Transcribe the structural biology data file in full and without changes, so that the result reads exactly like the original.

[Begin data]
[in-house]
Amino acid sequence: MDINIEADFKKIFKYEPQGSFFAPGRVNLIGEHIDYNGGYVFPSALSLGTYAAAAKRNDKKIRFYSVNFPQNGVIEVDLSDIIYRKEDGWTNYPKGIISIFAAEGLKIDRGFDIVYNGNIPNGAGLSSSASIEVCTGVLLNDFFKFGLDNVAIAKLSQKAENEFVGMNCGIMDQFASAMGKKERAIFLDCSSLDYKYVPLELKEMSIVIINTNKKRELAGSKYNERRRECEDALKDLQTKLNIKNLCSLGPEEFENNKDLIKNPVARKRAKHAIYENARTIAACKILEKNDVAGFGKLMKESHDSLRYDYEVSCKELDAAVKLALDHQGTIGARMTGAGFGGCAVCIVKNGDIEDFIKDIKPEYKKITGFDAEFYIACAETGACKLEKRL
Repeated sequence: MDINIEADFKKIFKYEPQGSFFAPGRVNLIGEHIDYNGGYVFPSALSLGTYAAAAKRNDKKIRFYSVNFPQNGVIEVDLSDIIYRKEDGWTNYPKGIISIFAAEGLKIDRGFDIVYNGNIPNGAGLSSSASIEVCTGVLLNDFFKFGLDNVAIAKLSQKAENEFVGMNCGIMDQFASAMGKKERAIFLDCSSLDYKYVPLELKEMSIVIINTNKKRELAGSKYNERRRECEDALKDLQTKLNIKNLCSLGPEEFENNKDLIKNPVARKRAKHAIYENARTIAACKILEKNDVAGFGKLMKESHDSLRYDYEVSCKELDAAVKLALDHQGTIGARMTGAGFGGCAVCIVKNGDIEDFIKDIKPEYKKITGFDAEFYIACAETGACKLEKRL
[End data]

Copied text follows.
[in-house]
Amino acid sequence: MDINIEADFKKIFKYEPQGSFFAPGRVNLIGEHIDYNGGYVFPSALSLGTYAAAAKRNDKKIRFYSVNFPQNGVIEVDLSDIIYRKEDGWTNYPKGIISIFAAEGLKIDRGFDIVYNGNIPNGAGLSSSASIEVCTGVLLNDFFKFGLDNVAIAKLSQKAENEFVGMNCGIMDQFASAMGKKERAIFLDCSSLDYKYVPLELKEMSIVIINTNKKRELAGSKYNERRRECEDALKDLQTKLNIKNLCSLGPEEFENNKDLIKNPVARKRAKHAIYENARTIAACKILEKNDVAGFGKLMKESHDSLRYDYEVSCKELDAAVKLALDHQGTIGARMTGAGFGGCAVCIVKNGDIEDFIKDIKPEYKKITGFDAEFYIACAETGACKLEKRL
Repeated sequence: MDINIEADFKKIFKYEPQGSFFAPGRVNLIGEHIDYNGGYVFPSALSLGTYAAAAKRNDKKIRFYSVNFPQNGVIEVDLSDIIYRKEDGWTNYPKGIISIFAAEGLKIDRGFDIVYNGNIPNGAGLSSSASIEVCTGVLLNDFFKFGLDNVAIAKLSQKAENEFVGMNCGIMDQFASAMGKKERAIFLDCSSLDYKYVPLELKEMSIVIINTNKKRELAGSKYNERRRECEDALKDLQTKLNIKNLCSLGPEEFENNKDLIKNPVARKRAKHAIYENARTIAACKILEKNDVAGFGKLMKESHDSLRYDYEVSCKELDAAVKLALDHQGTIGARMTGAGFGGCAVCIVKNGDIEDFIKDIKPEYKKITGFDAEFYIACAETGACKLEKRL